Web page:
#1 carry energy bars
#2 carry extra socks and glove liners
#3 carry small road flares to start instant fires
#4 carry tomahawk
#5 carry pocket warmers with refills
#6 carry gortex sleeping bag liner
#7 wear face mask
#8 wear goose down coat with hood
#9 wear large insulated boots with 2 pair of socks
#10 wear medium insulated underwear with a pair of sweat pants
#11 wear large gortex mittens with liners
#12 wear goggles and heavy stocking cap.
#13 carry british gortex booty liners as backups only
The danger lies in the fact that your feet and hands will get cold and that you will lose large amounts of heat from the top of your head. the other
aspects are that you will overheat and start sweating if you overdress. if you take breaks from moving around and you've been heavily sweating, you
will start freezing. with the right lightweight gear that i suggested, you can comfortably move around, and when you need to stop, you can change out
wet for dry , which will greatly increase your chances of survival...first #1 rule no matter what "ALWAYS BE PREPARED" you have no excuses...NONE
depending where you are? will determine what you can and cannot have to break the wind and stay relatively warm. then there is time allotted to set up
a wind break or any other form of shelter. time is always of the essence, so the sooner you motivate in that direction, the greater your success in
survival will be..don't daddle around and don't overstress yourself, because you will sweat heavily.. remove your coat while working so when your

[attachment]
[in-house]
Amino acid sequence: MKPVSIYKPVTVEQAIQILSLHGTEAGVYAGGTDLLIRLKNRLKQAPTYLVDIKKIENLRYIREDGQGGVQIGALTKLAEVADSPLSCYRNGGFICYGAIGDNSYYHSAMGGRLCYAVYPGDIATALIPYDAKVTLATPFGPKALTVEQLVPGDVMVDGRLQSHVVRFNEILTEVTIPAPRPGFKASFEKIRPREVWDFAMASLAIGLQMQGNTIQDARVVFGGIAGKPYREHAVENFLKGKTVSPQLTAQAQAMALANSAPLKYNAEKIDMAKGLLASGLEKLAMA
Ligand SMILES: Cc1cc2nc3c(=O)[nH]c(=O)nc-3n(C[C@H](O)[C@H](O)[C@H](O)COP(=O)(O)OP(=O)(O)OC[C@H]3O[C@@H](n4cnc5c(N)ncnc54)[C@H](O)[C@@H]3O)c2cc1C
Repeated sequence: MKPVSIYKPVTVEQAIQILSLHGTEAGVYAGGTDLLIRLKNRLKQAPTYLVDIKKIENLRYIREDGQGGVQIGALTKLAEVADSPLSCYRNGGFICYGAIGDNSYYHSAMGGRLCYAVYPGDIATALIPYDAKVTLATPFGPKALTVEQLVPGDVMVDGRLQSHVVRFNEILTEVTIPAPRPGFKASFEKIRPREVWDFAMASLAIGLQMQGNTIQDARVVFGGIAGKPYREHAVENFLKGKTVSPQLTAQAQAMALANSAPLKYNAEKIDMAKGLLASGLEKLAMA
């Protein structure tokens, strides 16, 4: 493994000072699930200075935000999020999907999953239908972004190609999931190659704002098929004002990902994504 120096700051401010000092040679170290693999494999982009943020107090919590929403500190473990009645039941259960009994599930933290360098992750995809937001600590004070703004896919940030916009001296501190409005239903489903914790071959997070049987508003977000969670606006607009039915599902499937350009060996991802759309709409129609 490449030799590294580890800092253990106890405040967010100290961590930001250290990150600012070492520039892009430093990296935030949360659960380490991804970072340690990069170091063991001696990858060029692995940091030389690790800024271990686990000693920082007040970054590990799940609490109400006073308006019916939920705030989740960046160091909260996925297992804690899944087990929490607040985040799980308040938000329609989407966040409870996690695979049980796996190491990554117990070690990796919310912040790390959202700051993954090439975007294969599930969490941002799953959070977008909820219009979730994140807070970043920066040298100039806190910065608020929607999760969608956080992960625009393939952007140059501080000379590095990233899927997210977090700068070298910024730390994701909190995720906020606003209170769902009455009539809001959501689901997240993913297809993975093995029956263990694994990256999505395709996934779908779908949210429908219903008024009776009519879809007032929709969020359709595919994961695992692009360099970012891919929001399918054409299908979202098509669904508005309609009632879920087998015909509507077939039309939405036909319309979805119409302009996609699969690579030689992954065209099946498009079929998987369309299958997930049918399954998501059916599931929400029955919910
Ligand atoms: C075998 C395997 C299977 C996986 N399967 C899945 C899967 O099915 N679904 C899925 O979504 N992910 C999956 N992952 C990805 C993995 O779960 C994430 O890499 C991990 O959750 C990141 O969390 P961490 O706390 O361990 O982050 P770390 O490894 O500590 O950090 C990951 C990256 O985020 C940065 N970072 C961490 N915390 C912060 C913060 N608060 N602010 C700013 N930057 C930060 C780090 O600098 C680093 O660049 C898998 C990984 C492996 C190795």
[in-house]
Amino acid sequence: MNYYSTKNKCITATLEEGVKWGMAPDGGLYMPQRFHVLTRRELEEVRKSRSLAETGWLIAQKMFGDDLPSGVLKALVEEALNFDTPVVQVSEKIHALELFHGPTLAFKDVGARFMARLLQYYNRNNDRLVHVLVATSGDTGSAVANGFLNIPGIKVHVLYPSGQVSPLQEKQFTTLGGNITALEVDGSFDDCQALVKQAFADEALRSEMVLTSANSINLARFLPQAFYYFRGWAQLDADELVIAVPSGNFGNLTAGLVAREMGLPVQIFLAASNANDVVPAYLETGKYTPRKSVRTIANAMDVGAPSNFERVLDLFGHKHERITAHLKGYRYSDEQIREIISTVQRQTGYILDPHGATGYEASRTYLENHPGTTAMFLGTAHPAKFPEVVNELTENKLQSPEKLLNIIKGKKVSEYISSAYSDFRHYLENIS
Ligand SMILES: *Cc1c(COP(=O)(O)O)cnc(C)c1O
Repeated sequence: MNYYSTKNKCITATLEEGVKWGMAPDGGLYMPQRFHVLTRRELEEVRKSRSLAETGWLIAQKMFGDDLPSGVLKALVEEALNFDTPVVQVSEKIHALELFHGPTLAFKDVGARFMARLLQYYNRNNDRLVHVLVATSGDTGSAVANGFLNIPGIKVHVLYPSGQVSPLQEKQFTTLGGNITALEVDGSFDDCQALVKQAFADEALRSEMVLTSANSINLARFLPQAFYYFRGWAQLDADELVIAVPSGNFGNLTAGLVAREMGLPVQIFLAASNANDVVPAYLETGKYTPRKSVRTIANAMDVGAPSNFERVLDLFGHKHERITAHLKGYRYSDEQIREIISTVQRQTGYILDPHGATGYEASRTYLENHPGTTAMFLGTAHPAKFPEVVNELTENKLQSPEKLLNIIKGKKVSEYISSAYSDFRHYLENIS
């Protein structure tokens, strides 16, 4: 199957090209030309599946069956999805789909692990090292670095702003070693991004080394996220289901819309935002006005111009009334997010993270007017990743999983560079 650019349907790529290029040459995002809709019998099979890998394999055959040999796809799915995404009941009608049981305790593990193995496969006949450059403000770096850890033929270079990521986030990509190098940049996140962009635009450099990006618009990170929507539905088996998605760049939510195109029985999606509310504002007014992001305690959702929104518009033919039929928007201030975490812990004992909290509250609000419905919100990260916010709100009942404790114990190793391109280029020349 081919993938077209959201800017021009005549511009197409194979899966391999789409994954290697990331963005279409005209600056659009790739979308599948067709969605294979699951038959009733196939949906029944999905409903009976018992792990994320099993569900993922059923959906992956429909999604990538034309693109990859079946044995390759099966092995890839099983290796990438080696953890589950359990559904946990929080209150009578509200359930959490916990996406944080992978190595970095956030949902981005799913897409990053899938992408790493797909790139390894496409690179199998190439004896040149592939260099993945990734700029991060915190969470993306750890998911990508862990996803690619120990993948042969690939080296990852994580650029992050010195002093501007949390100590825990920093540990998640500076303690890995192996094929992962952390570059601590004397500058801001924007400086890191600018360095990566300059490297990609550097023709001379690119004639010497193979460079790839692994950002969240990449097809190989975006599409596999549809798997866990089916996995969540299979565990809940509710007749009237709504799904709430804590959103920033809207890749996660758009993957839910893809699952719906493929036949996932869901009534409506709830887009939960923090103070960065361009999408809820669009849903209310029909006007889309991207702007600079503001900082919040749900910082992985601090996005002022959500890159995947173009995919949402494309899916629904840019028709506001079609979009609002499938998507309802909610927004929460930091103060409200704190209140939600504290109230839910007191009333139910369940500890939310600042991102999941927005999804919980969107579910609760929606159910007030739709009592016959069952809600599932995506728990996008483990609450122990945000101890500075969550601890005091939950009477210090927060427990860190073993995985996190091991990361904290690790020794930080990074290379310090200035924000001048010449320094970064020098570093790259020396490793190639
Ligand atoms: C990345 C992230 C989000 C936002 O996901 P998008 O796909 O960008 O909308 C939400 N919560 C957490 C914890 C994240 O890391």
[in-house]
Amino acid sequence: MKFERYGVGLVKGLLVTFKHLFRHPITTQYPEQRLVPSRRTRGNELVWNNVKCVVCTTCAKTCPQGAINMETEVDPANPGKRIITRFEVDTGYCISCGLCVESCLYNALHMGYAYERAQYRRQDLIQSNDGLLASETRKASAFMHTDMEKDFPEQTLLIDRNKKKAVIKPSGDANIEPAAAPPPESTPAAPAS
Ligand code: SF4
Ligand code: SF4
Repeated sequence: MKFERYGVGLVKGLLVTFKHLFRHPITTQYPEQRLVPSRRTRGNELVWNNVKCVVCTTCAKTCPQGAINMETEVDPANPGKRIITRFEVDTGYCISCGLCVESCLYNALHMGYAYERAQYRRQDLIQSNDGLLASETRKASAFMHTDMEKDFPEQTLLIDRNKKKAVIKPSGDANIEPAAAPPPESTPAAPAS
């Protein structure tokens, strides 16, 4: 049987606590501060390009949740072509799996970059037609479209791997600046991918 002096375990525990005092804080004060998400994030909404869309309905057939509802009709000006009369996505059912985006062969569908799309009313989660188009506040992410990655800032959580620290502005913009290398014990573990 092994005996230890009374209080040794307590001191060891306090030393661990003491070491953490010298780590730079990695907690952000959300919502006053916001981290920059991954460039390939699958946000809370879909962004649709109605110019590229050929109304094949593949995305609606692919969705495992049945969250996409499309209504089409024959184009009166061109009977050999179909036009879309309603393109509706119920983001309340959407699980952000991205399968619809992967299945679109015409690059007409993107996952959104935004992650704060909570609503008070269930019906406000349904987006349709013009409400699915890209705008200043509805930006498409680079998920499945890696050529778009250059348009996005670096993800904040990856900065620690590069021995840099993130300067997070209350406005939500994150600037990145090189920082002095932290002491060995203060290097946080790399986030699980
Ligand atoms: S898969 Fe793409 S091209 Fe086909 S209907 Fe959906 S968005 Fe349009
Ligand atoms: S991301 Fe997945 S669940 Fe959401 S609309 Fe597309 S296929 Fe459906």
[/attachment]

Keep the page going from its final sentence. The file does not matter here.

done you can get back to a nice comfy dry warmth.
emergency blankets are ok, but a gortex sleeping bag liner will keep you 100% dry and works great for a wind break, no matter where you are. and its
large insulated pack boots are best, because tight boots you cant wiggle your feet in will quickly freeze and you will lose your will to survive.
always wear a cotton and a wool sock in pairs and have extras to change out when your feet get damp..i found that i can take my boots off when resting
and changing my socks will let my feet dry off and breath and when i decide to put the boots back on, my feet stay warmer longer. i actually invested
in a pair of british gortex booty liners i use when changing out my socks. i never wear them except when i change out the socks , because they are my
last defense against frost bite and they must stay dry. you might consider a pair
you need energy so you will need to carry some form of a mainstay energy bar and extra snacks to help you maintain heat. a collapsible stainless steel
cup would be very useful as well, for heating things once you have a fire built..like snow or ice for drinking. i found that carrying a pocket full of
bullion cubes is handy also to give you a nice hot drink to slup on while you're trying to stay warm especially your hands.
never drink alcohol, it will kill you.
a knife is handy, but a tomahawk will give you quick use in chopping up wood, chopping through ice or dirt and you can drag it like a shovel to dig
fire and sleeping pits.
road flares are the fasted most efficient way to start fires in extreme cold weather conditions, care 3 or 4 and if you have a secondary fire source
you can cut the flares into shorter pieces to give you more burns for your buck...and again...always practice your skills to ensure mastery. learn all
you can learn and put them to practical application so you will survive